Furthermore Stern notes that one remaining controversy is the attribution of current weather events to human-induced climate change. The world has been experiencing more extreme weather events -- heat waves, droughts (e.g. in the Horn of Africa at present), floods and storms (e.g. Hurricane Katrina). He suggests that there is a human fingerprint in all this. However, he and his team do not seem familiar with the thorough statistical analyses of the Canadian meteorologist Khandekar which do not indicate the suspected increase in extreme weather events.

Perhaps more importantly, Stern does not seem to have the faintest idea of the limits of modeling in predicting the future, in this case that of climate. He should have been suspicious! After all he is an economist, and certainly witnessed the demise of modeling in his own discipline in the 1970s. Even the "father" of man-made global warming hype, the American climatologist Jim Hanson, once observed: "The forcings that drive long-term climate change are not known with an accuracy sufficient to define future climate change." (Though in his more recent alarming statements he seems to have forgotten what he once said.)

What is wrong with climate modeling and the belief that it offers reliable predictions? In a recent paper, criticizing current climate modeling, Robert Essenhigh posited: "Numerical solutions are well known to be of limited and, commonly, arguable value, particularly where the prediction is outside the range of experimental validation, or where agreement between the prediction and experiment is obtained by curve-fitting, using parameter-value selection and adjustment which does not correspond to true model validation. In particular, predictions are often arguable or erroneous if the model is not first prevalidated against appropriate suites of independent and controllable experiments covering the full range of full-scale operating conditions, which is impossible to carry out in the case of atmospheric studies."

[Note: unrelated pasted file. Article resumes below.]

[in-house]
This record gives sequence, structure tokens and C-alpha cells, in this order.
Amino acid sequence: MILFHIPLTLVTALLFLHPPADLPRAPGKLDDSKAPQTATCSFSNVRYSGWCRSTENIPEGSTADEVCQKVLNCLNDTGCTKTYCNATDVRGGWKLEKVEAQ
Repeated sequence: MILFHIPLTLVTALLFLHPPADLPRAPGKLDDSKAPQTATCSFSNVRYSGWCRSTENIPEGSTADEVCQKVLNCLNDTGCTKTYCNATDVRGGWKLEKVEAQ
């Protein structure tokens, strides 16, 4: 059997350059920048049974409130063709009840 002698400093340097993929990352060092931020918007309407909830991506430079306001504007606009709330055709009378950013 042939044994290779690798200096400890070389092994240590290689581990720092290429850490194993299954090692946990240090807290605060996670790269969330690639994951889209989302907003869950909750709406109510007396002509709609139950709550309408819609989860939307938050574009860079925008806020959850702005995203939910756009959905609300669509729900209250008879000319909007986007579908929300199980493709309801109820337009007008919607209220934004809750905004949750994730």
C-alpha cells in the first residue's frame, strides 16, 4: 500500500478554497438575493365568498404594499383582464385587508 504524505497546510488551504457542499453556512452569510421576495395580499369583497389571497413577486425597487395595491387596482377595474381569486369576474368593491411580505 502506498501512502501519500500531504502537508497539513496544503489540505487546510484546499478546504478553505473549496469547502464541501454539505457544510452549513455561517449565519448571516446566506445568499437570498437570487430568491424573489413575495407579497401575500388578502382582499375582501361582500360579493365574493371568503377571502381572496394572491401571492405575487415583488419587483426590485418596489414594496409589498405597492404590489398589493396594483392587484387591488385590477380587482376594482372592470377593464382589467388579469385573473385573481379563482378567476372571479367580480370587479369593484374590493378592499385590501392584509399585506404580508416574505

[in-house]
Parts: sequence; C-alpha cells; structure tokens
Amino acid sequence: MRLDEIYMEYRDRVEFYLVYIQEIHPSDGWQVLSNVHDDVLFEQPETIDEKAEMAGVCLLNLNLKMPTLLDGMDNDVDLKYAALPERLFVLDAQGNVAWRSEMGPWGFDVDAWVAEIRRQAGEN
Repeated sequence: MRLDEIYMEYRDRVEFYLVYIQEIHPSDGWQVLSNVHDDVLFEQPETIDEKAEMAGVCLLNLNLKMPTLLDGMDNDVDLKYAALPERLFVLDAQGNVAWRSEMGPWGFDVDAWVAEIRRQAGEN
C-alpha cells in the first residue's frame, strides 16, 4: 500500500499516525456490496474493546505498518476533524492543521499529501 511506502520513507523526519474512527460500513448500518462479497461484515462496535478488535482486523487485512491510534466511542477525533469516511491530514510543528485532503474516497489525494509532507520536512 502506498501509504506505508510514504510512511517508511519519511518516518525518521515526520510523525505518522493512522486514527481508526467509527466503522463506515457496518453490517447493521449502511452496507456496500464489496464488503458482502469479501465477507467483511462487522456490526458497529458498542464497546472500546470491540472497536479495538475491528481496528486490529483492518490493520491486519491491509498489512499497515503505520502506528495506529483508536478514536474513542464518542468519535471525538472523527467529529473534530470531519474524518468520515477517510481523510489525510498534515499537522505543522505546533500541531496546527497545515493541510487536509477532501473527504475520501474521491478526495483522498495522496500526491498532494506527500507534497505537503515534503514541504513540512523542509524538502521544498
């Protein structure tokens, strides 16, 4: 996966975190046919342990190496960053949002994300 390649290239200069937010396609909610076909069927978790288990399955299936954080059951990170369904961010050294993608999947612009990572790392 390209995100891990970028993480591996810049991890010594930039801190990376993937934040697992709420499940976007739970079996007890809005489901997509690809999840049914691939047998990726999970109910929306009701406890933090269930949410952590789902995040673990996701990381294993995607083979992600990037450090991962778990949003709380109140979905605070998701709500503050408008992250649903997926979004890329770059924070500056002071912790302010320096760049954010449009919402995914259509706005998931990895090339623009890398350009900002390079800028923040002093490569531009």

In plain language: if models do not match reality, how on earth could one distinguish a human fingerprint from natural factors and how could they provide a solid base for predictions?

All in all, the Stern team has so far produced sloppy science, which does not augur well for Britain's future climate policy. Britain's competitors, on the other hand, will be delighted to see how the UK is about to shoot itself in the foot, by burdening its industry with all kinds of extra constraints based on dubious science.

As a well-respected economist, Stern is of course not personally responsible for the flawed views which he presented on the scientific aspects of the climate issue. These are based on the advice he has received from his team. As a fellow-economist I could only recommend he take some advice from scientists who are less narrow-minded and have not espoused the man-made global warming paradigm.

The author is a TCS Daily contributing writer.

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3 Comments

Full Speed a-Stern.
Below is a submission I sent to the Stern Committee, which they received and acknowledged.

The note has proven correct so far (re Mann's bogus hockey stick, McIntyre and McKitrick, etc.), and yet it is clear that they ignored it.

As I said at the time: " Full Speed a-Stern!" The Stern Committee was simply another waste of time and money.

Best regards, Allan


-----Original Message-----
From: Call for Evidence, SternReview
[mailto:callforevidence@hm-treasury.x.gsi.gov.uk]
Sent: Wednesday, October 19, 2005 3:59 AM
To: Allan MacRae
Subject: Your submission of evidence to the Stern Review on the economics of climate change has been received. Many thanks.


-----Original Message-----